The nation's emerging environmental calamity threatens to overshadow -- and undermine -- its phenomenal development.
A woman picks through garbage next to a graveyard in Hyperabad / AP
When I first moved back to India, in the winter of 2003, after more than a decade in America, I never thought I would live in the countryside. My wife and I had been living in New York; we liked the energy, the nightlife and variety, of a big city.
We quickly discovered, though, that Indian cities were unlivable--crowded and noisy and polluted, they were no place to raise a family. So we decided to stay, with our two boys, in the countryside outside the South Indian town of Pondicherry, the area where I had grown up.
We liked our new life. The countryside had its rhythms; it made us feel safe, far from the chaos of urban India.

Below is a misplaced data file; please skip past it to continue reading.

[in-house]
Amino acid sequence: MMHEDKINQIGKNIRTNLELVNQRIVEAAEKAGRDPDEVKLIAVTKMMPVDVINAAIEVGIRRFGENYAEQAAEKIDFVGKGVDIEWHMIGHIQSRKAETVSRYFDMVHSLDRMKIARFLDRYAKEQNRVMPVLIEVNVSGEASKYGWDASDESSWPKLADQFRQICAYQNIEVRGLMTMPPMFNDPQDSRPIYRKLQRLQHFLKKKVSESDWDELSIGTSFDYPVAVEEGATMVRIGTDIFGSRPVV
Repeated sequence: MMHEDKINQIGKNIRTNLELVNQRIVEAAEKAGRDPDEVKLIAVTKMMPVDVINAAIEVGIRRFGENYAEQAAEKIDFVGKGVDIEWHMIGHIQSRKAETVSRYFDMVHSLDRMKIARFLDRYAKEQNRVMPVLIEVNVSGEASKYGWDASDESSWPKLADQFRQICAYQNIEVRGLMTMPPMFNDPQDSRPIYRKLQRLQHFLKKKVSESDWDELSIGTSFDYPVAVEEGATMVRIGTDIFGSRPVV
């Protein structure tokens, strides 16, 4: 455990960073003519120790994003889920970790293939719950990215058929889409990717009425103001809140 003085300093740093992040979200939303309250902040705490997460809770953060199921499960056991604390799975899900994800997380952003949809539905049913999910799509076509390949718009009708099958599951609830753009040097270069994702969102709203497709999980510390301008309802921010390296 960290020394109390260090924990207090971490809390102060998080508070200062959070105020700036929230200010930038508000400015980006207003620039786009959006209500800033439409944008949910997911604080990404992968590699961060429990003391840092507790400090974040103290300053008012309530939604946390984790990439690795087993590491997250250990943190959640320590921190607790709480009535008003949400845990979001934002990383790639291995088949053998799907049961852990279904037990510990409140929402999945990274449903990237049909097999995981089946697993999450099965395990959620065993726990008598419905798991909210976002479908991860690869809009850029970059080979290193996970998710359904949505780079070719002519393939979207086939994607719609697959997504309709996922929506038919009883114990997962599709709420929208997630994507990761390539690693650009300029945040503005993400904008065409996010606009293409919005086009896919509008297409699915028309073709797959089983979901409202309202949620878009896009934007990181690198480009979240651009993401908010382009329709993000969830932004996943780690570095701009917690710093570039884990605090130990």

Summers were dry and quiet, with a hot wind that emptied roads and public spaces. Winters were wet and then cool, monsoon downpours followed by a clear, clean light.
The familiarity, the predictability, were comforting. Everything else in India was moving so fast; in the countryside, seasons at least stayed constant.
Then one April the summer wind brought with it an unfamiliar guest: the smell of burning plastic. It started on a Sunday afternoon, a hint of bitterness, like something rotten in the air. I barely noticed. A couple days later my wife woke me in the middle of the night and said something was burning. This time the bitterness was unmistakable, a chemical taste in my mouth, a trail of roughness along my constricted throat.